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Jonathan Miller

Macron’s axed French TV license is a lesson for BBC campaigners

Macron's axed French TV license is a lesson for BBC campaigners
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President Macron has finally found a policy he is capable of getting through the disputatious National Assembly, with a little help from Marine Le Pen and the rump centrist Républicains. He is abolishing the €138 (£116) redevance audiovisuelle, the rough equivalent of the TV licence. It was sold as a measure to tackle the cost of living crisis and passed despite the predictable squeals of the left and the French media elites which see the redevance as their special honey pot.

The redevance generates a colossal €3.2 billion (£2.7 billion) annually and its suppression will gain approving hurrahs from those who yearn for a similar liquidation of the British TV licence. But there’s less to this reform than meets the eye. It will likely not save French taxpayers a sou. And it increases the already malign influence of French politicians over the media.

The redevance might be dead but the taxpayers will continue to pay. The budget of the swollen French state television and radio apparatus will henceforth be financed through VAT, which merely makes the subsidy less visible. The elite Parisian leftist groupthink that characterises all of French state broadcasting will not change. Politicians will be listened to more attentively than ever because they will decide the future level of subsidies. It’s incidentally improbable that the state broadcasting monolith will be able to do much to arrest a trend of falling, ageing audiences. The young are abandoning state TV and radio for their mobiles.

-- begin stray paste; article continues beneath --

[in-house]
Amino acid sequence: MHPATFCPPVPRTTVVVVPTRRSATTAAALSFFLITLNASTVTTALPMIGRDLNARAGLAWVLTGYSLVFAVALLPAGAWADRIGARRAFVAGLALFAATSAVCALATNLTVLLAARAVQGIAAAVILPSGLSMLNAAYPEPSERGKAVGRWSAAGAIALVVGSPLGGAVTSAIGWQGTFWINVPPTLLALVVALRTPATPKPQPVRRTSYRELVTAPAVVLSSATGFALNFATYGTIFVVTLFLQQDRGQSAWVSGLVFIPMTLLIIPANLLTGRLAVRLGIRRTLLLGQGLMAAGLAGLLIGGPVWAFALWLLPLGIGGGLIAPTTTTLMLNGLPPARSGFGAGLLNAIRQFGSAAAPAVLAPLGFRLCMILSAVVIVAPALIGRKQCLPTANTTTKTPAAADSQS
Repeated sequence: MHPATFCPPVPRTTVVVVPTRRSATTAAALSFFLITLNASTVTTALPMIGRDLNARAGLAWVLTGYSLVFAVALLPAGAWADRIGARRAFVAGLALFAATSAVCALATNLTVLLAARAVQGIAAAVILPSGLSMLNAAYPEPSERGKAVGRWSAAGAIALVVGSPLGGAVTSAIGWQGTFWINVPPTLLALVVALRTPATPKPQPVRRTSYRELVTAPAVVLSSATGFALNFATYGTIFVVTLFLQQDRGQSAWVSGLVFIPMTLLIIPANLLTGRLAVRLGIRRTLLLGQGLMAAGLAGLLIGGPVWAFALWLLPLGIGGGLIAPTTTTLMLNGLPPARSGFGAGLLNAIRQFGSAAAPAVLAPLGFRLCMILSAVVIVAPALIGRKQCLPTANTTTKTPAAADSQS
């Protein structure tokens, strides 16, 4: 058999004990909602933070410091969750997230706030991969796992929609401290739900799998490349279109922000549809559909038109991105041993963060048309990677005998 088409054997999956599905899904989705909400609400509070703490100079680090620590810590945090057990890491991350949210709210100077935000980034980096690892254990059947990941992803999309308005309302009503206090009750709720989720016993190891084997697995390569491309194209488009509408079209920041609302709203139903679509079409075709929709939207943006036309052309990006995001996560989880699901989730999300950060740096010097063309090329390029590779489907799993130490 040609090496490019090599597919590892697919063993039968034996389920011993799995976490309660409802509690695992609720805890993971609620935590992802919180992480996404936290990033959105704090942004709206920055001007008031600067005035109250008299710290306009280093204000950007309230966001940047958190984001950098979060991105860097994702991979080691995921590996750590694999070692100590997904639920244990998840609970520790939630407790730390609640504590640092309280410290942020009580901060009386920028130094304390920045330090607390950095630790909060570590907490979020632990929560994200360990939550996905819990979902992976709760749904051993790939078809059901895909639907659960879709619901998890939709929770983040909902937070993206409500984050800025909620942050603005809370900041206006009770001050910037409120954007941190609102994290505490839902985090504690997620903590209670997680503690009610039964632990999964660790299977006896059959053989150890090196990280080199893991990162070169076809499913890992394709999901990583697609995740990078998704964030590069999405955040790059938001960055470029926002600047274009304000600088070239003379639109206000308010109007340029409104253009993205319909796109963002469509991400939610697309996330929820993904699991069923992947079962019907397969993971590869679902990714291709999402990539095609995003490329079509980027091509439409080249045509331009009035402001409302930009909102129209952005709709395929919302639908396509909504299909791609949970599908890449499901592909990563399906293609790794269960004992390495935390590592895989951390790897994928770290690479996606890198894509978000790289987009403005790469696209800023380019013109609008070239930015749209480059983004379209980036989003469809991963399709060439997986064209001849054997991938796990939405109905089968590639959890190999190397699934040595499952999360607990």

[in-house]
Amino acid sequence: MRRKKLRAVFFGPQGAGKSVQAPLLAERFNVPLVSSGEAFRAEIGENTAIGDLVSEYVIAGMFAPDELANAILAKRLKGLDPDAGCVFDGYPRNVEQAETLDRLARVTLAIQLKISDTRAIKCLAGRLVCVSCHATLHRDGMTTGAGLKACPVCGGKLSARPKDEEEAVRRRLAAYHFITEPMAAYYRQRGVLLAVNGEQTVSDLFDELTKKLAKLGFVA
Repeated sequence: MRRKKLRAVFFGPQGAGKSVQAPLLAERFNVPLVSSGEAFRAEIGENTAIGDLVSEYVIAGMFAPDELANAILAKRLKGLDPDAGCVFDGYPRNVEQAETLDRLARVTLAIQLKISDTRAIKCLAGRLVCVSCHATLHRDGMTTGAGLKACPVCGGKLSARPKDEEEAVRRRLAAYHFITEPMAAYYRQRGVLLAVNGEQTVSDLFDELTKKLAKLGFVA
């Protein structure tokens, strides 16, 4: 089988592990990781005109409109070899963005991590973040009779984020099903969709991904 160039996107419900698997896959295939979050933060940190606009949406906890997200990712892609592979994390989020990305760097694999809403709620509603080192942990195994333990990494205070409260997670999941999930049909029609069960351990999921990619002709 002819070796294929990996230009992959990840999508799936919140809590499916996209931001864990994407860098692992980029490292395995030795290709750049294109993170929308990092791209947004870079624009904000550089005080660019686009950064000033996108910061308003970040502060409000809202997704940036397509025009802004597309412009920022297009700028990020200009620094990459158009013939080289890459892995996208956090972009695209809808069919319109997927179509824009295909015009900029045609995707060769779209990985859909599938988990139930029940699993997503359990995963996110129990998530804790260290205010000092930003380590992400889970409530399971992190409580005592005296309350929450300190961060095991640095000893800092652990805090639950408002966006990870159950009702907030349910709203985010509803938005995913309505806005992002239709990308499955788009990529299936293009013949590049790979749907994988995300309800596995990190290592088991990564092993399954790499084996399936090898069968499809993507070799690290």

French tastes are not as highbrow as might be imagined in the commissariats of culture. ‘Les Experts’ (Crime Scene Investigation), an American import, has been wildly popular in France. France Télévisions meanwhile pursues a policy of kowtowing to politicians and fighting for its own survival against a tide of indifference for its often unremarkable offerings. The radio stations are as leftist and conformist to elite preoccupations as anything on the BBC.

French media is addicted to subsidies of one kind or another, and bringing the financing of state broadcasting under the shelter of general taxation will only serve to remind them who calls the shots.

Newspapers receive a subsidy for every copy they sell; local newspapers get an additional subsidy from the regions and departments for carrying page after page of government-sponsored advertisements for public procurement – all of it could be posted on the internet for nothing. Le Monde and Le Figaro get €16 million (£13 million) each.

Even the New York Times, which prints a few thousand papers a day here, has received subsidies. The figures were kept secret for years. Individual journalists holding an official press card benefit from a concessionary income tax rate. Cosy?

The effect of these subsidies has been to produce a moribund media landscape favouring incumbency and conformity over dissidence and innovation.

What lessons exist here for the BBC? It looks like abolishing the TV licence would be less controversial than BBC luvvies might suggest. French voters are unhappy subsiding a media class that belittles and infantalises them. This is equally true in Britain. But what both countries have in common is the refusal of their governments to get out of the media business. If the BBC or France Télévisions were as loved as they claim to be, neither should need to be financed from any tax, no matter how it’s labelled.

Just yesterday, the BBC claimed to be reducing its property estate to concentrate its funding on ‘the programmes and services audiences love’. If they are so loved, why do they spend £100 million a year chasing and prosecuting nearly 200,000 people a year who decline to pay?

The lesson from France for those who yearn to reform the structures and finance of so-called public broadcasting in Britain is that shifting the nonsense licence fee into general taxation is likely to be a change for the worse.

Written byJonathan Miller

Jonathan Miller, who lives near Montpellier, is the author of ‘France, a Nation on the Verge of a Nervous Breakdown’ (Gibson Square). His Twitter handle is: @lefoudubaron

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